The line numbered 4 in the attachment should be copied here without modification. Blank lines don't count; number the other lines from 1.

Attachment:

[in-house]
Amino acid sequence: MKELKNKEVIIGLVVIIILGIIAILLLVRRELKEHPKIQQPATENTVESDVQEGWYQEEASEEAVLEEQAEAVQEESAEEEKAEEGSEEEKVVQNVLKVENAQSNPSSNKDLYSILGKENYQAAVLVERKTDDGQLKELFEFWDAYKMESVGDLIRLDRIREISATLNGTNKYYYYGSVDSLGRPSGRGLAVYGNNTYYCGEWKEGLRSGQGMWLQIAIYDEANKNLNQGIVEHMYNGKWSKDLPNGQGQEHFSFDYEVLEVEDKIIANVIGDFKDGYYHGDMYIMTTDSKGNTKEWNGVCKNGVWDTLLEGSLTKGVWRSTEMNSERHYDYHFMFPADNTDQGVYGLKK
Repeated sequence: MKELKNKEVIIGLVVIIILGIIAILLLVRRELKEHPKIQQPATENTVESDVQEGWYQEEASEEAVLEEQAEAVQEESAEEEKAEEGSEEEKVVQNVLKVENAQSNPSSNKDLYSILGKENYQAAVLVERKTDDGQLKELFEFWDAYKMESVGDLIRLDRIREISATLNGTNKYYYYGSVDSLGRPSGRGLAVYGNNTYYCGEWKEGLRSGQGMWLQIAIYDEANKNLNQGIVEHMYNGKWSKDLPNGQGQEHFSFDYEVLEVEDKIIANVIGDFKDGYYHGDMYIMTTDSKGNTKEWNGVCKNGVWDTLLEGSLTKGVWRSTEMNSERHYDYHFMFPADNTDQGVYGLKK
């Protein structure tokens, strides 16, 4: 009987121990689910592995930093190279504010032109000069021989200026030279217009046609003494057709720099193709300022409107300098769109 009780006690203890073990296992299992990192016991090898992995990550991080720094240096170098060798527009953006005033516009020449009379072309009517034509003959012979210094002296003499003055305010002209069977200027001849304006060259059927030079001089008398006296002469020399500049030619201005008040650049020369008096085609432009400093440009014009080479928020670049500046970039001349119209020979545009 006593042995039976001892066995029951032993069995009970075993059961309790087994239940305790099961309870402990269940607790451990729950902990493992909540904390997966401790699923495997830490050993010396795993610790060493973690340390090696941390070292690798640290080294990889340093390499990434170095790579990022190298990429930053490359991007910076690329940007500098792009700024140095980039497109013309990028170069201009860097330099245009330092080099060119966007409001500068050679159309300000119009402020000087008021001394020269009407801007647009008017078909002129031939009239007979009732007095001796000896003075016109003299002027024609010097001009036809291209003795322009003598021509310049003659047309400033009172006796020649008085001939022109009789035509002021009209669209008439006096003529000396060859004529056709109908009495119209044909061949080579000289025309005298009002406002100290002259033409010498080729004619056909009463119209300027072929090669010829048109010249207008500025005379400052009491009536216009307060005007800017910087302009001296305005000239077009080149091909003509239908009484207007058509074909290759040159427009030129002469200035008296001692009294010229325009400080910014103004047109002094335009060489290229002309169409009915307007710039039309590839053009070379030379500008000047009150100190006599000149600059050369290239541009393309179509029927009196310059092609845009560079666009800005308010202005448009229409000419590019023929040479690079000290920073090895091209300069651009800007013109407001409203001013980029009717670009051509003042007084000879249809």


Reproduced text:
């Protein structure tokens, strides 16, 4: 009987121990689910592995930093190279504010032109000069021989200026030279217009046609003494057709720099193709300022409107300098769109 009780006690203890073990296992299992990192016991090898992995990550991080720094240096170098060798527009953006005033516009020449009379072309009517034509003959012979210094002296003499003055305010002209069977200027001849304006060259059927030079001089008398006296002469020399500049030619201005008040650049020369008096085609432009400093440009014009080479928020670049500046970039001349119209020979545009 006593042995039976001892066995029951032993069995009970075993059961309790087994239940305790099961309870402990269940607790451990729950902990493992909540904390997966401790699923495997830490050993010396795993610790060493973690340390090696941390070292690798640290080294990889340093390499990434170095790579990022190298990429930053490359991007910076690329940007500098792009700024140095980039497109013309990028170069201009860097330099245009330092080099060119966007409001500068050679159309300000119009402020000087008021001394020269009407801007647009008017078909002129031939009239007979009732007095001796000896003075016109003299002027024609010097001009036809291209003795322009003598021509310049003659047309400033009172006796020649008085001939022109009789035509002021009209669209008439006096003529000396060859004529056709109908009495119209044909061949080579000289025309005298009002406002100290002259033409010498080729004619056909009463119209300027072929090669010829048109010249207008500025005379400052009491009536216009307060005007800017910087302009001296305005000239077009080149091909003509239908009484207007058509074909290759040159427009030129002469200035008296001692009294010229325009400080910014103004047109002094335009060489290229002309169409009915307007710039039309590839053009070379030379500008000047009150100190006599000149600059050369290239541009393309179509029927009196310059092609845009560079666009800005308010202005448009229409000419590019023929040479690079000290920073090895091209300069651009800007013109407001409203001013980029009717670009051509003042007084000879249809």